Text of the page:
All the snow up high is bringing us down...
We are impatient, chomping at the bit to go-go-go, up-up-up. We wait-wait-wait, hoping June 21st, the first day of summer, holds in store some sort of magical heat wave...other than the fact that it's our something/somethingth anniversary. I'll figure it out later as I have a mountain biker versus foot racer with ole Leon to Camp Bird mine, then, Lord willing and the road is plowed of snow, on up to Yankee Boy Basin.
Maybe when it's officially "summer," we'll get a warming trend that melts the "White Plague" enough that we can wear hiking boots instead of snowshoes. Normally we are like messing around at or above timberline by now.
Anyway, on Wednesday, my Bobbie wanted to "get high." I know she's not talking Mary Jane or IPAs so I take a look out our Imax window and squint up the Bridge of Heaven Trail that lies cross-canyon. It looks clear of snow up to the "ridge." But everything above and beyond that remains whiter than a Mormon wedding.
So I suggest Twin Peaks. The north face portion of the trail "should" be melted off enough by now that we can squeak through without snowshoes. She's game. But I'm still lame from my weekly Perimeter Trail slog on Tuesday, the one with a full pack and hand-weights totaling a tad over 40 pounds. Got to toughen up for this summer's racing series with ole Leon.
You won't know if you don't go. So I go, thinking I could always turn around if my legs rebelled.
Just past the rockslide—the one that took out a swath of timber like mere toothpicks, decimated a section of Old Twin Peaks Trail, and pummeled an RV parked further down next to the owner's house—I suddenly remembered the big race with Leon coming up on Friday! So instead of two days of rest and fresh legs, I'll be heading out with only ONE day's rest on still sore legs.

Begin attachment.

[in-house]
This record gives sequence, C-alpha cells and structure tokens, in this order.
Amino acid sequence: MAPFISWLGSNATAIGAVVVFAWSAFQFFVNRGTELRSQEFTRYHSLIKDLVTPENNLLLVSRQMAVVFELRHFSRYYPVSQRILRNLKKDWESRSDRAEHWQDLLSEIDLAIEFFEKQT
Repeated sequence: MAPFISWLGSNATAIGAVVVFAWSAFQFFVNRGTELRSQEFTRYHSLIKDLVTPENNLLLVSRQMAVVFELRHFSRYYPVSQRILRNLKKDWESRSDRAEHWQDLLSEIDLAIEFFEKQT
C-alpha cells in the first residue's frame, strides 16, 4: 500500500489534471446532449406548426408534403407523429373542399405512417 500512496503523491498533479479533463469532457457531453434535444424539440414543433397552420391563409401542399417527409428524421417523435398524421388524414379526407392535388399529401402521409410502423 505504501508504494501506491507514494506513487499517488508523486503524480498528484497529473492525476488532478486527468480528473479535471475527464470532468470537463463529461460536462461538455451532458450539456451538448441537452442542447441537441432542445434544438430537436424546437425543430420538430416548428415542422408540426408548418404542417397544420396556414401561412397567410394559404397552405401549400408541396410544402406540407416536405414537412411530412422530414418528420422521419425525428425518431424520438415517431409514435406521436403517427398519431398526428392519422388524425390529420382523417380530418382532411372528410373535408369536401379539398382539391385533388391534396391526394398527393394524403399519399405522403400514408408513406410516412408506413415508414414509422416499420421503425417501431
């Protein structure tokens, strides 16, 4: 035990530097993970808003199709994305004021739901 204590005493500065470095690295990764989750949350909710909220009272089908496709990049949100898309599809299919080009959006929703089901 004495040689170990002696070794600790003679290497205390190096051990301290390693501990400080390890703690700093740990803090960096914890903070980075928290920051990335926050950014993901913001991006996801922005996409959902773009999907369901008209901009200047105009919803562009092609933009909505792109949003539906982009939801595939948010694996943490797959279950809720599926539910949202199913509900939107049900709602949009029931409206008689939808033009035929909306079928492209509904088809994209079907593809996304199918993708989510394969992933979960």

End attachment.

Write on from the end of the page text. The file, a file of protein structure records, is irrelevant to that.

Twin Peaks packs 3,000 feet of vertical elevation gain into a little over two miles. It's a steep Mo-Fo, so steep that coming down is in every way, except aerobic, just as difficult as going up.
|Bobbie makes her way through remnants of the "rockslide."|
Old Twin Peaks Trail takes off from the Perimeter Trail at the fancy new bridge over a now flooding Oak Creek in the above photo (FYI: Be sure to look for the Troll under the bridge). You wouldn't know Twin Peaks Trail takes off from there if it wasn't for a sign, the route being a slab of off-camber rock sprinkled with marble-like pebbles that, if not careful, could land you in Oak Creek's icy water far, far below. But it was a perfect day, and the vistas took our minds of the leg-grind ahead.
|Mount Abram in "the gap." Hope we can try for that summit sometime in July.|
|Looking toward Imogene Pass. It's going to be a while before the County can get that plowed free of snow.|
|Having put the Stair-master, Old Twin Peaks behind us, we still had a good 1800 feet of vertical to go to get on top of Twin Peaks (to the far left).|
|The trail relents briefly as it wanders through an aspen forest bathed in Spring Green.|
|These pretty Red Columbine popped along the trail. The look like a shooting star...or maybe a crown. Red Columbine doesn't do it justice...|
|There was still snow, but easily handled. And to think, we've climbed Twin Peaks on Memorial Day a couple after drier winters.|
|Above, one last snowdrift waited on the ridge-line. Below, Little Sister...sticking up like a sore thumb.|
|The final push up the connecting ridge in a lung-sucking, heart-pumping SOB.|
|Then a short scramble up some chunky, toe grabbing rock to the summit.|
|It never fails to disappoint....|
|Another shot of Imogene Pass, in the gap, right of center. Lots of snow...|
|Whitehouse Mountain...I think we're going to give that a go this summer, from the back side.|
|Time to pick our way down to the trail...|
|One last view of Lovely Ouray...then a million switchbacks through woods.|
The above peaceful interlude is brought to you by Wilderness. Turn up your speaker volume...
mark and bobbie...married (I'm guessing here) 33 years...plus 3 years of committed "living-in-sin" before that :)